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Design of electrostatic force assisted, piezoelectrically driven silicon chip-based compressor for micro vapor compression refrigeration cooling
Keywords: refrigeration cooling, MEMS, compressors
Applications for highly miniaturized refrigeration cooling systems include thermal management of electronics and sensors [1], an advantage over passive cooling technologies being that refrigeration cooling allows the junction temperature to be lowered below the ambient. Over the last three decades there has been interest in using MEMS technology to build chip- sized refrigeration cooling systems based on the Joule-Thomson (JT) effect. Our research group has over the last decade developed various types of microfabricated JT coldstages and heat exchangers [2-7] and miniaturized compressors [8, 9]. Most recently, we demonstrated an integrated system consisting of a silicon chip-based compressor driving a microcapillary-based JT coldstage [10]. The design, fabrication and standalone characterization of the coldstage is reported in ref [11]. The compressor [10] consisted of a 17mm x 17 mm silicon chip with polyimide diaphragm, polyimide check valves, and was driven by an external commercial piezoelectric (PZT) stack actuator with dimensions 10 mm x 10 mm x 36 mm, and maximum displacement of 40 um at 150V. The total compressor package size was 35 mm x 35 mm x 68 mm. This compressor produced a pressure ratio of 2:1 with flowrate of 2 sccm of N- butane refrigerant, with an experimental adiabatic efficiency of 0.56, resulting in a reduction of the coldstage’s evaporator temperature from 293K to 288 K without any thermal isolation [10]. A major limitation to this compressor’s further miniaturization is assembly-induced dead volume. There have been several studies proposing electrostatically actuated microfabricated diaphragms for making MEMS compressors [12, 13]. However, the predicted pressures were too low for vapor compression refrigeration cycles, and would thus require many such electrostatic compressors be arrayed to produce the required pressures and flow rates. Our approach therefore focused on using commercial low-cost PZT stack actuators because their large forces enabled our single- stage chip-based compressor to produce a high enough pressure, in this case about 151 kPa (22 psig) pressure rise at no flow, and 90 kPa (13 psig) at 2 sccm [10]. However, the PZT actuator’s displacement had to be large enough (40 um) to compensate for assembly- induced micron-level gaps between the diaphragm and substrate. Eliminating these dead volumes would allow the use of shorter PZT stacks, leading to smaller compressor package sizes or higher pressure ratios for the same total size. The proposed design modification is to augment the piezoelectric drive with an electrostatic force. The diaphragm would still be driven primarily by the PZT actuator, but in addition an electrostatic force would also be applied between the diaphragm and substrate at the end of the compression stroke to collapse the residual gaps. Analytical models suggest that for a 1.2 um gap between diaphragm and substrate over an area of 1 mm2, pull-in of the diaphragm may be achieved at about 300 V in the present compressor configuration and at the operating pressure of 203 kPa (2 atm), provided that electrostatic breakdown through the N-butane does not occur.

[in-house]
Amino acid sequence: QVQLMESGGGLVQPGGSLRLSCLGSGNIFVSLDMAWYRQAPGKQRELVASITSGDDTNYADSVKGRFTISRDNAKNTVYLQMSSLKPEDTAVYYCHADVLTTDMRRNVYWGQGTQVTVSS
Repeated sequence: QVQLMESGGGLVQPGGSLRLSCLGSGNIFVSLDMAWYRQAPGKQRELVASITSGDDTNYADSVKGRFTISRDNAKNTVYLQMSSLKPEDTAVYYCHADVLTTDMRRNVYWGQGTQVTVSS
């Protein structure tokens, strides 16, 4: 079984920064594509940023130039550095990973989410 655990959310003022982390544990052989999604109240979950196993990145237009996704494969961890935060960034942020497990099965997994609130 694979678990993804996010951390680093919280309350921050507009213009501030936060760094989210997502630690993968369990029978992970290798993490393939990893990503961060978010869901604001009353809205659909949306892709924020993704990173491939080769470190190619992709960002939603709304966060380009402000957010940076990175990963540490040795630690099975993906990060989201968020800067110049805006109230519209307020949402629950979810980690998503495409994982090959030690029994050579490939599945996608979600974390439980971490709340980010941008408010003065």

Li-Anne Liew, senior research associate
University of Colorado at Boulder, and National Institute of Standards and Technology
Boulder, CO

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